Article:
The natural childbirth movement has a lot to answer for
The supposed nobility of bearing pain is a common feature of womanhood
This diminishing of all women’s pain during birth, as well as the complications that do often arise, is a legacy that lives on. Photograph: iStock
“She did it all herself! No drugs!” I had to smother a scoff as I listened to this phrase uttered by a man I know, followed swiftly by a smug smile pinching its way across his face.
His wife had given birth a few days before, and he was heaping praise upon her “Trojan effort” and “steely resolve” in bringing their child into the world without the helpful effects of pain medication.
It isn’t the choice to go without pain meds that irked me, and his pride in his wife’s achievement in bringing a new human being into the world is certainly nothing to be scoffed at. Rather it was the metric by which he judged her achievement as a mother. It reflected that insufferable attitude that still inheres towards women – often furthered by women themselves – that the measure of a good mother is how willing she is to get up on a cross and experience agony.
All pain relief entails risk. Why is epidural the only form of pain relief whose risks are discussed in such detail?
It has its origins undoubtedly in Christian philosophical ideas, and Kant has some input too, but the idea that sacrifice is a vehicle of love, and that a noble way of expressing love and commitment to a person, cause or idea is to bear as much pain as possible in the name of it, is a common feature of womanhood.
The “natural birth” movement eschews and encourages women to eschew the benefits of technologies such as drugs and Caesarean section at a philosophical level. It views these things as bad except as a very last resort, and argues that women’s bodies are naturally responsive to the deep, instinctual rhythms and impulses of vaginal birth.
Anyone who wants to give birth without medication should of course do it, provided they also make provision for any complications that could arise – natural birth isn’t a problem and women’s choices should be respected. The problem is the proliferation of the attitude that having an epidural is the first failure a mother can inflict upon her child, or that undergoing a natural birth is in some way mothering or “womaning” better.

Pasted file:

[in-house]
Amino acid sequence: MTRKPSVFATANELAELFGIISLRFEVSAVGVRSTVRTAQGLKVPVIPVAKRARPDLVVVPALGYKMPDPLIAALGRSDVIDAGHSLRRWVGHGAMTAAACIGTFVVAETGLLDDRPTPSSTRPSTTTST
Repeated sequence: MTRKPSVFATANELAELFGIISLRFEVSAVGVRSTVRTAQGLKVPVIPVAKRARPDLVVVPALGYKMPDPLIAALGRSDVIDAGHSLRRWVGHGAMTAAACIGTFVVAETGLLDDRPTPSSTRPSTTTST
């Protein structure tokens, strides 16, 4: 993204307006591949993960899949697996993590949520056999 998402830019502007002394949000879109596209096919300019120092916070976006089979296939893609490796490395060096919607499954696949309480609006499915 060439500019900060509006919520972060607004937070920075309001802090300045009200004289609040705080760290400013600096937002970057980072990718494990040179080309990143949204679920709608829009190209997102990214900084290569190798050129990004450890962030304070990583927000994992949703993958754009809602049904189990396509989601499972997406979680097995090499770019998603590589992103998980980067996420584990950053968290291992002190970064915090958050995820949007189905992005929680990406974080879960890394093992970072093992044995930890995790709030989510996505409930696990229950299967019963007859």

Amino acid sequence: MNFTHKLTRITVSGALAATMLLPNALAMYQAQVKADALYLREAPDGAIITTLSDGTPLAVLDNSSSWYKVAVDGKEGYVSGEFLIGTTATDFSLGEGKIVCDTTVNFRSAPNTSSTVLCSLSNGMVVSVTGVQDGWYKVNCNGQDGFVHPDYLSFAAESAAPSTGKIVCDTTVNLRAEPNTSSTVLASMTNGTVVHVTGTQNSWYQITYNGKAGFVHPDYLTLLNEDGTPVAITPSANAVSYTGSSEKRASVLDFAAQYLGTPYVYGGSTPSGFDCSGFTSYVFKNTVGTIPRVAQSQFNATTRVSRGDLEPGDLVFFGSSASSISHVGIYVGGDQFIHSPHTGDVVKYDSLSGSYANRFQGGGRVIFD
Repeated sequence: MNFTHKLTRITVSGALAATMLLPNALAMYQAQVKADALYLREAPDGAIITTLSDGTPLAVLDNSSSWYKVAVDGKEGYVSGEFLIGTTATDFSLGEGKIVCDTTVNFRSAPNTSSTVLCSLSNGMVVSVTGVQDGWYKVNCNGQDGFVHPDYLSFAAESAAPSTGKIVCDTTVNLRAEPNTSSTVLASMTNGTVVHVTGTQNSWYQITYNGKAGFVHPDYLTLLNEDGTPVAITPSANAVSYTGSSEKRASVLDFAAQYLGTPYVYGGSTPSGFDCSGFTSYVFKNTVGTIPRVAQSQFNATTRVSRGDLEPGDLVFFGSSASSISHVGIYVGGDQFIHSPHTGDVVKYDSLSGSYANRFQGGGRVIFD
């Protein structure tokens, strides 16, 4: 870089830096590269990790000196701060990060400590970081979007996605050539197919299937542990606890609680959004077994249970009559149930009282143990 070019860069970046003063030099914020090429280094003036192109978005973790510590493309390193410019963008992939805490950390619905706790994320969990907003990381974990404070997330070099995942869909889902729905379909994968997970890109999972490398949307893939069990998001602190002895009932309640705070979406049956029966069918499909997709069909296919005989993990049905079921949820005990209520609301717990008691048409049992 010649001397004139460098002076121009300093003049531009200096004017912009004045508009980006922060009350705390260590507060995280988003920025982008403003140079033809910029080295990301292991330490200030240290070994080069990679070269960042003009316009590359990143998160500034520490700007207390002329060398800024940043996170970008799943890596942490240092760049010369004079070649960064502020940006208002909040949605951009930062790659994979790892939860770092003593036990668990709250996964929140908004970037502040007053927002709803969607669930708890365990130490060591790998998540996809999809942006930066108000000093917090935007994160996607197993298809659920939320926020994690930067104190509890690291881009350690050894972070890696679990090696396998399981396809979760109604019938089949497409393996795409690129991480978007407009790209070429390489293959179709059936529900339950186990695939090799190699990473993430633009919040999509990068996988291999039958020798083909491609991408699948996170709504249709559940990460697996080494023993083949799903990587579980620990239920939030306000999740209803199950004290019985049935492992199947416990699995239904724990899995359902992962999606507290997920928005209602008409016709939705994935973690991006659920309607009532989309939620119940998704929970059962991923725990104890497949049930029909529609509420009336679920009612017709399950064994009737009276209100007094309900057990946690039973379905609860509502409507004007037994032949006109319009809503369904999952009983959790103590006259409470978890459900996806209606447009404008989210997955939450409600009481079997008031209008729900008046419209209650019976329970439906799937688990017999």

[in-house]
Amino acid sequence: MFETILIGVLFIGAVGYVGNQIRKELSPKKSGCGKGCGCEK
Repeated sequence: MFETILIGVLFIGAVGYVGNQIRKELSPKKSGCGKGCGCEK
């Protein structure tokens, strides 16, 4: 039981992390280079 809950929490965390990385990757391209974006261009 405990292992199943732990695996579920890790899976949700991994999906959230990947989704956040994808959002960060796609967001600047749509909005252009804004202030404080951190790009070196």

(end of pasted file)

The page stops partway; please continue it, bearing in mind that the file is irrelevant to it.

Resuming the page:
In Push Back: Guilt in the Age of Natural Parenting, obstetrician and gynaecologist Dr Amy Tuteur criticises the natural birth movement at length. All pain relief entails risk. Tuteur asks why epidural is the only form of pain relief whose risks are discussed in such detail – the risk of a baby being harmed by an epidural is theoretical. The risk of a baby being harmed by attempted vaginal birth by a mother who has previously had a Caesarean section is very real and far greater than any potential risk of epidural.
If risk is what really matters, why are natural birth advocates encouraging the latter but demonising the former? Tuteur laments that calculated risks that benefit mothers are not considered valid, when the mother’s wellbeing during and after birth has a material impact on the baby’s wellbeing.
Philosophy is in part an incredibly useful tool because it necessitates constantly questioning where ideas come from, no matter how established they may be, as well as examining the merits of their content. The only thing bad ideas need to become standardised is passive acceptance and time.
Although the natural childbirth movement as we know it now is responsible for many beneficial and important changes – such as the opening of delivery rooms to male partners – it started with British obstetrician Grantly Dick-Read, who was a eugenicist and concerned by what he observed as a reduced birth rate among white middle-class women and increased rates among non-whites.
Childbirth is not inherently safe – obstetrics, anaesthesia and C-sections have made it safe
Dick-Read argued that “primitive” women did not experience pain in childbirth. The pain, he lied, was in the minds of “overcivilised” upper- and middle-class white women. His aim with this shaming tactic was to encourage women to have more children, and delegitimise their fears around birth and pain. This diminishing of all women’s pain during birth, as well as the complications that do often arise, is a legacy that lives on.
Still, availing of the many benefits of technology is seen as an indication of women’s inferior commitment to birth and motherhood. A re-examination of our attitudes in this arena is badly needed. As Tuteur says, childbirth is not inherently safe – obstetrics, anaesthesia and C-sections have made it safe. Thank goodness for that.